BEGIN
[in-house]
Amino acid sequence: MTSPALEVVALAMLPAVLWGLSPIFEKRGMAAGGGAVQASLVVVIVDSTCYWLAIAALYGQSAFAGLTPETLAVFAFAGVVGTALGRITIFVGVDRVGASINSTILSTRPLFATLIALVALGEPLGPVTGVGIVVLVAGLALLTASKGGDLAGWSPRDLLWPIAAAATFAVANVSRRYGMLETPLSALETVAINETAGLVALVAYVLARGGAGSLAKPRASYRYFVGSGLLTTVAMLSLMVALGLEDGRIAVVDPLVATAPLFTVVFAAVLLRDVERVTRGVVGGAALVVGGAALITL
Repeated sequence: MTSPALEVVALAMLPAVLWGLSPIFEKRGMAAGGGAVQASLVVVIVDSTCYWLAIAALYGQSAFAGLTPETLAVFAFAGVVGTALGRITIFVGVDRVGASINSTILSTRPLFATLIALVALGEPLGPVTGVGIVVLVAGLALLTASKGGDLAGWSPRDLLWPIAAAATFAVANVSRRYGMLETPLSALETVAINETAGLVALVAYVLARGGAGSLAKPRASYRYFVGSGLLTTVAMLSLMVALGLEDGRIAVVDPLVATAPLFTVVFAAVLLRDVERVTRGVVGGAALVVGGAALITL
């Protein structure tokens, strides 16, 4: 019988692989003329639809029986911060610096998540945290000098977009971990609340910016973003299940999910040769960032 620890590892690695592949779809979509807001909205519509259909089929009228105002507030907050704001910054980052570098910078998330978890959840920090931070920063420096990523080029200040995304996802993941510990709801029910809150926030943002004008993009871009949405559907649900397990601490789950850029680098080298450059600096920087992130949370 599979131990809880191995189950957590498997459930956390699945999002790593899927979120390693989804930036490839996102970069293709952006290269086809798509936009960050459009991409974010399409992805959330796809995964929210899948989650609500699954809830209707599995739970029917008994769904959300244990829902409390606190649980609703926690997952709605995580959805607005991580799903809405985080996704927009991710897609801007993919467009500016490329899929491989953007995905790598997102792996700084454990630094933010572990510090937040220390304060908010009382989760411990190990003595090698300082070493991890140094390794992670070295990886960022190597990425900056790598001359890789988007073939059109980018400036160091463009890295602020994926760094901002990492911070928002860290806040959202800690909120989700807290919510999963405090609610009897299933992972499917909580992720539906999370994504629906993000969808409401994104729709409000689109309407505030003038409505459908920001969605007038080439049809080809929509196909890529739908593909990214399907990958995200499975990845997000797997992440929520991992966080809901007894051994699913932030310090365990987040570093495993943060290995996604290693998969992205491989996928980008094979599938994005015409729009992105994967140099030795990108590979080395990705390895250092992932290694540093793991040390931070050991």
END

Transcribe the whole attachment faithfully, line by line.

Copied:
[in-house]
Amino acid sequence: MTSPALEVVALAMLPAVLWGLSPIFEKRGMAAGGGAVQASLVVVIVDSTCYWLAIAALYGQSAFAGLTPETLAVFAFAGVVGTALGRITIFVGVDRVGASINSTILSTRPLFATLIALVALGEPLGPVTGVGIVVLVAGLALLTASKGGDLAGWSPRDLLWPIAAAATFAVANVSRRYGMLETPLSALETVAINETAGLVALVAYVLARGGAGSLAKPRASYRYFVGSGLLTTVAMLSLMVALGLEDGRIAVVDPLVATAPLFTVVFAAVLLRDVERVTRGVVGGAALVVGGAALITL
Repeated sequence: MTSPALEVVALAMLPAVLWGLSPIFEKRGMAAGGGAVQASLVVVIVDSTCYWLAIAALYGQSAFAGLTPETLAVFAFAGVVGTALGRITIFVGVDRVGASINSTILSTRPLFATLIALVALGEPLGPVTGVGIVVLVAGLALLTASKGGDLAGWSPRDLLWPIAAAATFAVANVSRRYGMLETPLSALETVAINETAGLVALVAYVLARGGAGSLAKPRASYRYFVGSGLLTTVAMLSLMVALGLEDGRIAVVDPLVATAPLFTVVFAAVLLRDVERVTRGVVGGAALVVGGAALITL
């Protein structure tokens, strides 16, 4: 019988692989003329639809029986911060610096998540945290000098977009971990609340910016973003299940999910040769960032 620890590892690695592949779809979509807001909205519509259909089929009228105002507030907050704001910054980052570098910078998330978890959840920090931070920063420096990523080029200040995304996802993941510990709801029910809150926030943002004008993009871009949405559907649900397990601490789950850029680098080298450059600096920087992130949370 599979131990809880191995189950957590498997459930956390699945999002790593899927979120390693989804930036490839996102970069293709952006290269086809798509936009960050459009991409974010399409992805959330796809995964929210899948989650609500699954809830209707599995739970029917008994769904959300244990829902409390606190649980609703926690997952709605995580959805607005991580799903809405985080996704927009991710897609801007993919467009500016490329899929491989953007995905790598997102792996700084454990630094933010572990510090937040220390304060908010009382989760411990190990003595090698300082070493991890140094390794992670070295990886960022190597990425900056790598001359890789988007073939059109980018400036160091463009890295602020994926760094901002990492911070928002860290806040959202800690909120989700807290919510999963405090609610009897299933992972499917909580992720539906999370994504629906993000969808409401994104729709409000689109309407505030003038409505459908920001969605007038080439049809080809929509196909890529739908593909990214399907990958995200499975990845997000797997992440929520991992966080809901007894051994699913932030310090365990987040570093495993943060290995996604290693998969992205491989996928980008094979599938994005015409729009992105994967140099030795990108590979080395990705390895250092992932290694540093793991040390931070050991």